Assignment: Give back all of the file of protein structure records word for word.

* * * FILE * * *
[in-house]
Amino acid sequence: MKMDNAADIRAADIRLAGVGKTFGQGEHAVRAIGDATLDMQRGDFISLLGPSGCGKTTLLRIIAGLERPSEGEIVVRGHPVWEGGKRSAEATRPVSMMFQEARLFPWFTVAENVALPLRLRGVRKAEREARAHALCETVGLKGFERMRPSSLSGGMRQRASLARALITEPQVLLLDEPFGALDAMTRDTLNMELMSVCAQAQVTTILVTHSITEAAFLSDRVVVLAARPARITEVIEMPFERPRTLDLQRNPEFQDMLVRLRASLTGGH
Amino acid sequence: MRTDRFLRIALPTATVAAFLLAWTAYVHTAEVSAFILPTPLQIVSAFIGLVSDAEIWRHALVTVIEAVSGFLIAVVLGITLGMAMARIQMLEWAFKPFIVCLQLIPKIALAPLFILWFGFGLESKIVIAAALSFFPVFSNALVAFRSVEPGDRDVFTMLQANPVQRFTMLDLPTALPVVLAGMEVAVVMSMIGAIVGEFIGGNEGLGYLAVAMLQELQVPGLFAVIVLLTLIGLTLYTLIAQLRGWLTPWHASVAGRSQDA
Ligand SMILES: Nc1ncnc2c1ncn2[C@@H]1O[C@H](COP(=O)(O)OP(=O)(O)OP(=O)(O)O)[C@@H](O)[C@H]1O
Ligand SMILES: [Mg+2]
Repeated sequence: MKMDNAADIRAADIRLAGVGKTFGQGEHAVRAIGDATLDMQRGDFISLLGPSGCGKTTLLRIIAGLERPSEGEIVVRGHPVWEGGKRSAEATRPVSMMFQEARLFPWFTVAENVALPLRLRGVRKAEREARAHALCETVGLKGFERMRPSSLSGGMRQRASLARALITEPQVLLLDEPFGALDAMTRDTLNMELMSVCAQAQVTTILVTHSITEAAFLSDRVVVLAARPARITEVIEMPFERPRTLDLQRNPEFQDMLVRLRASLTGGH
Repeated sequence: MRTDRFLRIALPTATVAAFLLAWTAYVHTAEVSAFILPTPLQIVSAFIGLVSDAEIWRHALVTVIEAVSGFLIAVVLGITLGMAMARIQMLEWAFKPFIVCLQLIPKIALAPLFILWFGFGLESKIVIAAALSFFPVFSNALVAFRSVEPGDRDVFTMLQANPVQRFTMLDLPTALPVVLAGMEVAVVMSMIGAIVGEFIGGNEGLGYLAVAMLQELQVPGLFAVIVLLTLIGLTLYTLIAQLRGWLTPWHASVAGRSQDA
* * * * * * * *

[in-house]
Amino acid sequence: MKMDNAADIRAADIRLAGVGKTFGQGEHAVRAIGDATLDMQRGDFISLLGPSGCGKTTLLRIIAGLERPSEGEIVVRGHPVWEGGKRSAEATRPVSMMFQEARLFPWFTVAENVALPLRLRGVRKAEREARAHALCETVGLKGFERMRPSSLSGGMRQRASLARALITEPQVLLLDEPFGALDAMTRDTLNMELMSVCAQAQVTTILVTHSITEAAFLSDRVVVLAARPARITEVIEMPFERPRTLDLQRNPEFQDMLVRLRASLTGGH
Amino acid sequence: MRTDRFLRIALPTATVAAFLLAWTAYVHTAEVSAFILPTPLQIVSAFIGLVSDAEIWRHALVTVIEAVSGFLIAVVLGITLGMAMARIQMLEWAFKPFIVCLQLIPKIALAPLFILWFGFGLESKIVIAAALSFFPVFSNALVAFRSVEPGDRDVFTMLQANPVQRFTMLDLPTALPVVLAGMEVAVVMSMIGAIVGEFIGGNEGLGYLAVAMLQELQVPGLFAVIVLLTLIGLTLYTLIAQLRGWLTPWHASVAGRSQDA
Ligand SMILES: Nc1ncnc2c1ncn2[C@@H]1O[C@H](COP(=O)(O)OP(=O)(O)OP(=O)(O)O)[C@@H](O)[C@H]1O
Ligand SMILES: [Mg+2]
Repeated sequence: MKMDNAADIRAADIRLAGVGKTFGQGEHAVRAIGDATLDMQRGDFISLLGPSGCGKTTLLRIIAGLERPSEGEIVVRGHPVWEGGKRSAEATRPVSMMFQEARLFPWFTVAENVALPLRLRGVRKAEREARAHALCETVGLKGFERMRPSSLSGGMRQRASLARALITEPQVLLLDEPFGALDAMTRDTLNMELMSVCAQAQVTTILVTHSITEAAFLSDRVVVLAARPARITEVIEMPFERPRTLDLQRNPEFQDMLVRLRASLTGGH
Repeated sequence: MRTDRFLRIALPTATVAAFLLAWTAYVHTAEVSAFILPTPLQIVSAFIGLVSDAEIWRHALVTVIEAVSGFLIAVVLGITLGMAMARIQMLEWAFKPFIVCLQLIPKIALAPLFILWFGFGLESKIVIAAALSFFPVFSNALVAFRSVEPGDRDVFTMLQANPVQRFTMLDLPTALPVVLAGMEVAVVMSMIGAIVGEFIGGNEGLGYLAVAMLQELQVPGLFAVIVLLTLIGLTLYTLIAQLRGWLTPWHASVAGRSQDA